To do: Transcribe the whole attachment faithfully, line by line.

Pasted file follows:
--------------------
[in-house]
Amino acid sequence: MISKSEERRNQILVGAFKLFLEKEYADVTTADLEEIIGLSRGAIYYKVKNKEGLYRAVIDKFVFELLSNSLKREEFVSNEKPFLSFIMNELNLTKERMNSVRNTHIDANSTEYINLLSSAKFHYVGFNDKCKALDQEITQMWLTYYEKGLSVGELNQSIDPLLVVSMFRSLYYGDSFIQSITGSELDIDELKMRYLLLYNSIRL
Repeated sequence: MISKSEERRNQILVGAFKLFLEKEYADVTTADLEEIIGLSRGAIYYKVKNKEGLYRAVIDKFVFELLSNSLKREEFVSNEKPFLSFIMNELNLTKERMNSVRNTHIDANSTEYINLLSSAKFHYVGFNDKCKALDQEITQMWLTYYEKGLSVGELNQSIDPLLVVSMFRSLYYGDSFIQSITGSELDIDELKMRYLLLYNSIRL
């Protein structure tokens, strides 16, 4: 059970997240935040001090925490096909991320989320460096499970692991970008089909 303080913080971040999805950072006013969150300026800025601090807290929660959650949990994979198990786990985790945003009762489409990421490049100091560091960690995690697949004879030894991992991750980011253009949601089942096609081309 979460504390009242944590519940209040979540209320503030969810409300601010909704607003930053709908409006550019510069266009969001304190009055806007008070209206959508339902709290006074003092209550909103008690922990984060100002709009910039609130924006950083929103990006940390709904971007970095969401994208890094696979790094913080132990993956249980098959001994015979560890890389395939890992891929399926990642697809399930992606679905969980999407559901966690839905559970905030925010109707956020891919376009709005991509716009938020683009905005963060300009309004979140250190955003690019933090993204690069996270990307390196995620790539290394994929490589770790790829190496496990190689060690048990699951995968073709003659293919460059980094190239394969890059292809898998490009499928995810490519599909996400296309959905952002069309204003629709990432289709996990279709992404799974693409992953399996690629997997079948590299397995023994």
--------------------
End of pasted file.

[in-house]
Amino acid sequence: MISKSEERRNQILVGAFKLFLEKEYADVTTADLEEIIGLSRGAIYYKVKNKEGLYRAVIDKFVFELLSNSLKREEFVSNEKPFLSFIMNELNLTKERMNSVRNTHIDANSTEYINLLSSAKFHYVGFNDKCKALDQEITQMWLTYYEKGLSVGELNQSIDPLLVVSMFRSLYYGDSFIQSITGSELDIDELKMRYLLLYNSIRL
Repeated sequence: MISKSEERRNQILVGAFKLFLEKEYADVTTADLEEIIGLSRGAIYYKVKNKEGLYRAVIDKFVFELLSNSLKREEFVSNEKPFLSFIMNELNLTKERMNSVRNTHIDANSTEYINLLSSAKFHYVGFNDKCKALDQEITQMWLTYYEKGLSVGELNQSIDPLLVVSMFRSLYYGDSFIQSITGSELDIDELKMRYLLLYNSIRL
């Protein structure tokens, strides 16, 4: 059970997240935040001090925490096909991320989320460096499970692991970008089909 303080913080971040999805950072006013969150300026800025601090807290929660959650949990994979198990786990985790945003009762489409990421490049100091560091960690995690697949004879030894991992991750980011253009949601089942096609081309 979460504390009242944590519940209040979540209320503030969810409300601010909704607003930053709908409006550019510069266009969001304190009055806007008070209206959508339902709290006074003092209550909103008690922990984060100002709009910039609130924006950083929103990006940390709904971007970095969401994208890094696979790094913080132990993956249980098959001994015979560890890389395939890992891929399926990642697809399930992606679905969980999407559901966690839905559970905030925010109707956020891919376009709005991509716009938020683009905005963060300009309004979140250190955003690019933090993204690069996270990307390196995620790539290394994929490589770790790829190496496990190689060690048990699951995968073709003659293919460059980094190239394969890059292809898998490009499928995810490519599909996400296309959905952002069309204003629709990432289709996990279709992404799974693409992953399996690629997997079948590299397995023994």